Insomnia has become such the norm in our lives that we now consider sleep to be a priceless luxury, one we would do almost anything to experience in the midst of a desperately zzz-free night. Though there are countless homeopathic, over-the-counter and prescription options to aid us in this endeavor, we think it smart to first start by assessing the environment in which we’re attempting to snooze the night away. There are many ways to optimize a bedroom for sleep: By making just a few small tweaks, you can transform your insomnia zone into a haven for sweet dreams. Here, 6 changes you should make ASAP.
You should replace your mattress approximately every eight years. (That’s right, it’s time to get rid of the mattress your mom bought you when she moved you into your first grown-up apartment all those years ago.) The best mattress allows you to sleep soundly and awake without stiffness, aches or pains. The only real way to know if a mattress is right for you is to try it—many shops will let you try out a mattress at home for a trial period.
Contrary to popular belief, your sheets should top out at a thread count of 400, as anything higher than that requires a synthetic finish that will eventually dissipate and doesn’t actually increase the quality of the sheet. Your sheets should also be lightweight enough that you can stand to sleep beneath them if it’s stuffier or hotter than usual in your room. Egyptian or pima cotton are ideal options, but you can and should adjust the sheets you use seasonally. Wash them every 7-10 days, and replace them every 18-24 months.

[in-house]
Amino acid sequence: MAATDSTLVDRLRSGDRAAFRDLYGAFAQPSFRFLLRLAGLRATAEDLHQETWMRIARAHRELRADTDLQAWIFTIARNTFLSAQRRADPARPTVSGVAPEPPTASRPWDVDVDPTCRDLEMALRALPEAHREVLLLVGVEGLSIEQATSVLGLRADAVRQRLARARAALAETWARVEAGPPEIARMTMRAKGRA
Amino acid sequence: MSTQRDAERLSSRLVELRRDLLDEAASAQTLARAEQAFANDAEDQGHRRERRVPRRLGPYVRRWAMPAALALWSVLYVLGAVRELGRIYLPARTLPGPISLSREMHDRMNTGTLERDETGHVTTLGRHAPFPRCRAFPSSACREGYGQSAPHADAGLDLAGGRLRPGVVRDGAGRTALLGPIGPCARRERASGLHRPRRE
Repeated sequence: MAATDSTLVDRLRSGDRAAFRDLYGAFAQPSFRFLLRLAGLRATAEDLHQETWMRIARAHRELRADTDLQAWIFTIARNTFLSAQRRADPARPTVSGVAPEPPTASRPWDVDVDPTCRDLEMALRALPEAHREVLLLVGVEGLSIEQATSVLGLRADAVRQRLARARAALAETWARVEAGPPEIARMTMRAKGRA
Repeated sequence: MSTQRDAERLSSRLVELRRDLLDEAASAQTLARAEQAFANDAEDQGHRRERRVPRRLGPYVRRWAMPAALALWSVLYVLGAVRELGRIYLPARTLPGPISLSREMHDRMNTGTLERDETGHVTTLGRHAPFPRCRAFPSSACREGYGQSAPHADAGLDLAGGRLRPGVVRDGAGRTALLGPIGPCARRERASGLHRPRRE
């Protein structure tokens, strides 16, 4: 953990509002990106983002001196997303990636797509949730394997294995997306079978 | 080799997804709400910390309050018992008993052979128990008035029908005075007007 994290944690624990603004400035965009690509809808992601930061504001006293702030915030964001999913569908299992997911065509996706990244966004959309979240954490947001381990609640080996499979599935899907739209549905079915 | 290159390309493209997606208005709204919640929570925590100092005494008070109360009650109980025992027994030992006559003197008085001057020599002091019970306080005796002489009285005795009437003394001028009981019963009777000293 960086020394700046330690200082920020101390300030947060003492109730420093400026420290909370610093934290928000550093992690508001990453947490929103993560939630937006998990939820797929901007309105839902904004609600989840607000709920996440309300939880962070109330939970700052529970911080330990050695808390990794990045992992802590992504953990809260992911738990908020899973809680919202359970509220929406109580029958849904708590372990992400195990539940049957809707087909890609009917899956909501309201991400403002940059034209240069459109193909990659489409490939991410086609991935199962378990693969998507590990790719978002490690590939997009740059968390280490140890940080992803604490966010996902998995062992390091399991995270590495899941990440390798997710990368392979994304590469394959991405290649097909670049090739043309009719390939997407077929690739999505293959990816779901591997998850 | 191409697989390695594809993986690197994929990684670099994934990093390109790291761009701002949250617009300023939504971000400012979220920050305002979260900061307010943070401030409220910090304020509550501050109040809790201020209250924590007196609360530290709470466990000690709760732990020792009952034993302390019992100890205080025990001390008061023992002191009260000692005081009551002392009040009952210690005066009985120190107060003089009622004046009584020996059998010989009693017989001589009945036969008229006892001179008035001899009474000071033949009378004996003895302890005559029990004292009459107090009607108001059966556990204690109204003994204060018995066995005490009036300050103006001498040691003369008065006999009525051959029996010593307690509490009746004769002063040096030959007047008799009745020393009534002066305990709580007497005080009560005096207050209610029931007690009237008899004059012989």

Hypoallergenic down comforters are ideal, as is at least one satin pillowcase. Try to include an assortment of pillows in various shapes and degrees of firmness so you can use them to lift or support different parts of your body as needed. Adding a cashmere throw into the mix feels ultra luxe for chilly evenings and an extra snug vibe. All of this bedding is a worthwhile investment, as the idea is to create an environment you’re dying to climb into every night.
Red Light, Blue Light
Red Light Therapy is a real thing: Red light is proven to have a calming effect that leads to reduced anxiety and better sleep. Infrared bulbs can be found on Amazon or at your local pet store (in the reptile section, of all places). Light one at night, and you should notice a difference in sleep quality immediately.
Blue light, on the other hand, is the enemy of good sleep. This type of light emanates from all of your devices, so if you’re the type to fall asleep with the laptop on, try using f.lux, which will automatically adjust your screen to remove unwanted blue light at night.
Pink noise—or noise which has equal energy per octave—has been shown to regulate brain waves and increase sleep quality. A fan will do the trick, or you can download one of several pink noise apps (like this one) to play through your phone or computer while you sleep (sans headphones).
First and foremost, sleeping should be the primary activity that takes place within the four walls of your bedroom. Clutter should be cleared generally, and specifically absent from on or under the bed itself. Make sure to sweep or vacuum frequently to reduce allergens, and add a plant or two into the mix if possible. Studies also show that people who make their bed each morning sleep better at night, so now may finally be the time to hearken to mom’s favorite childhood nag.
At night, your thermostat should be set to a temperature at least five to ten degrees lower than it would be during the day, or under 70 degrees Fahrenheit. The earlier you cool down your room, the faster you will fall asleep.